- Wording in international law
- Leiden Journal of International Law
- Volume | Issue number
- 25 | 3
- Pages (from-to)
- Document type
- Faculty of Law (FdR)
- Amsterdam Center for International Law (ACIL)
Since the demise of philosophical foundationalism and that of the Aristotelian idea of an inner meaning of words, scholarship about international law is no longer perceived as a mining activity geared towards the extraction of pre-existing meaning. Rather, international legal scholarship is in a state of fierce competition for persuasiveness and semantic authority. This does not elevate persuasiveness into the determinant of legality, nor does it lead to a total rejection of the internal point of view. The configuration of that competition for naming is informed by the current structure (and the membership) of the interpretative community of international law. In this competition for naming, words constitute semantic weaponry. Mention is made here of uses of words in international law to create textual economy, generate semantic instability, rough out and hone scholarly ideas, enhance textual aesthetics, yield empiricism, create straw men and preserve the argumentative character of scholarly idea, gratify oneself, boost fame and careers, and intimidate peers. It is also argued that there is nothing to rein in in the use of such semantic tactics in the interpretative community of international law, for paradigmatic revolution is meant to be permanent. It is only if international legal scholars were to lose their social identity that the competition for naming and the interpretative community of international law would vanish altogether.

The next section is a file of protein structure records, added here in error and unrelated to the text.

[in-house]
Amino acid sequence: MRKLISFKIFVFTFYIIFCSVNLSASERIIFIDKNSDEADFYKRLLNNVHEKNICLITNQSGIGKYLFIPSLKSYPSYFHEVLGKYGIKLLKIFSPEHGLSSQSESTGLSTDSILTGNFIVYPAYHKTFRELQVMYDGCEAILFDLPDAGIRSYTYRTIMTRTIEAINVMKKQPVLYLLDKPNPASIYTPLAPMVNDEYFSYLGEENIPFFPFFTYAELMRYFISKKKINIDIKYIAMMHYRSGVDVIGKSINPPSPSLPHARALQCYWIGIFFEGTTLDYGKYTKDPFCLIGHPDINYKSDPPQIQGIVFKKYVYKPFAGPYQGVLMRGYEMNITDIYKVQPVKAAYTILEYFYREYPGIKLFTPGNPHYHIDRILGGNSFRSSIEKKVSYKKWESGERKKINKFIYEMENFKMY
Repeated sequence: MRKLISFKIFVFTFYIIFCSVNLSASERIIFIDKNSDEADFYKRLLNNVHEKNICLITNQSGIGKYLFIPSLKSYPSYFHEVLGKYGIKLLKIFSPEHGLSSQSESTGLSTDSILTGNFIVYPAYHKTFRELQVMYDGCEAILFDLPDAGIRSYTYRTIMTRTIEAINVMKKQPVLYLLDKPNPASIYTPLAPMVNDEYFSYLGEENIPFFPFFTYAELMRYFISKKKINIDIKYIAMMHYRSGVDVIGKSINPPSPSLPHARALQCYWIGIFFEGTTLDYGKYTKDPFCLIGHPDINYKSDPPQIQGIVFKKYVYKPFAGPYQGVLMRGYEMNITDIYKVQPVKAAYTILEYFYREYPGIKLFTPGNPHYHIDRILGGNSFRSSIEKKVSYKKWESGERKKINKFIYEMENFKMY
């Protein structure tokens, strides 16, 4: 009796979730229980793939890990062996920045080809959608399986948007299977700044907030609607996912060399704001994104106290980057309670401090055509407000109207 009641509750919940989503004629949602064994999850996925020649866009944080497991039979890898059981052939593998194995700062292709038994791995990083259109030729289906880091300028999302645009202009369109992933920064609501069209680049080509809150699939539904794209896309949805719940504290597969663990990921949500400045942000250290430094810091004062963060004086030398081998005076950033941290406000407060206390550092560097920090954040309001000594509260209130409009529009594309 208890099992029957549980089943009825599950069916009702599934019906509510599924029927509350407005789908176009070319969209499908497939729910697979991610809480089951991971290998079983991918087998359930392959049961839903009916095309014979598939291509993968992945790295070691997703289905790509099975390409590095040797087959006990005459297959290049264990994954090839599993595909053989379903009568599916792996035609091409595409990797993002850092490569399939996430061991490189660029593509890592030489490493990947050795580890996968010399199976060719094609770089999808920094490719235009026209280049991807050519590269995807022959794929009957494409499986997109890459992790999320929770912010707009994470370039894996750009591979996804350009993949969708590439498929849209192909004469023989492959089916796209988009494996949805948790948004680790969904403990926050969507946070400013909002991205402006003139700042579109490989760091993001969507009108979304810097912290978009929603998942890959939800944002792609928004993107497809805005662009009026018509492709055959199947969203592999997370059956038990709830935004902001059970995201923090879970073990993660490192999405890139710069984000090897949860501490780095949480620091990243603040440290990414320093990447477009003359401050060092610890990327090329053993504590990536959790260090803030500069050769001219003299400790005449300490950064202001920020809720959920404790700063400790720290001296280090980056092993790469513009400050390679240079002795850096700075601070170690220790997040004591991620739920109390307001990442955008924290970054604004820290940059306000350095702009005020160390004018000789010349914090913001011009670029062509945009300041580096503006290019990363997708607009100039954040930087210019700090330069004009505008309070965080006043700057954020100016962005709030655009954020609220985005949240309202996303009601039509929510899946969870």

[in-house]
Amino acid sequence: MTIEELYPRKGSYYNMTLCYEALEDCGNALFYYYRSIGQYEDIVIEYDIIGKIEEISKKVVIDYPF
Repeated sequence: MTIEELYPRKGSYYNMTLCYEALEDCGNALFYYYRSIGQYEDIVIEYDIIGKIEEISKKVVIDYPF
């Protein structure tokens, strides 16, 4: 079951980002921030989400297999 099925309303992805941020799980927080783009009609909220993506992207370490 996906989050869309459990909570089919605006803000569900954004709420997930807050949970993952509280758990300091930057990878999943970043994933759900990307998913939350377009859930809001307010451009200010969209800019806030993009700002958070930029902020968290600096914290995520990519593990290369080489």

- go to publisher's site
If you believe that digital publication of certain material infringes any of your rights or (privacy) interests, please let the Library know, stating your reasons. In case of a legitimate complaint, the Library will make the material inaccessible and/or remove it from the website. Please Ask the Library, or send a letter to: Library of the University of Amsterdam, Secretariat, Singel 425, 1012 WP Amsterdam, The Netherlands. You will be contacted as soon as possible.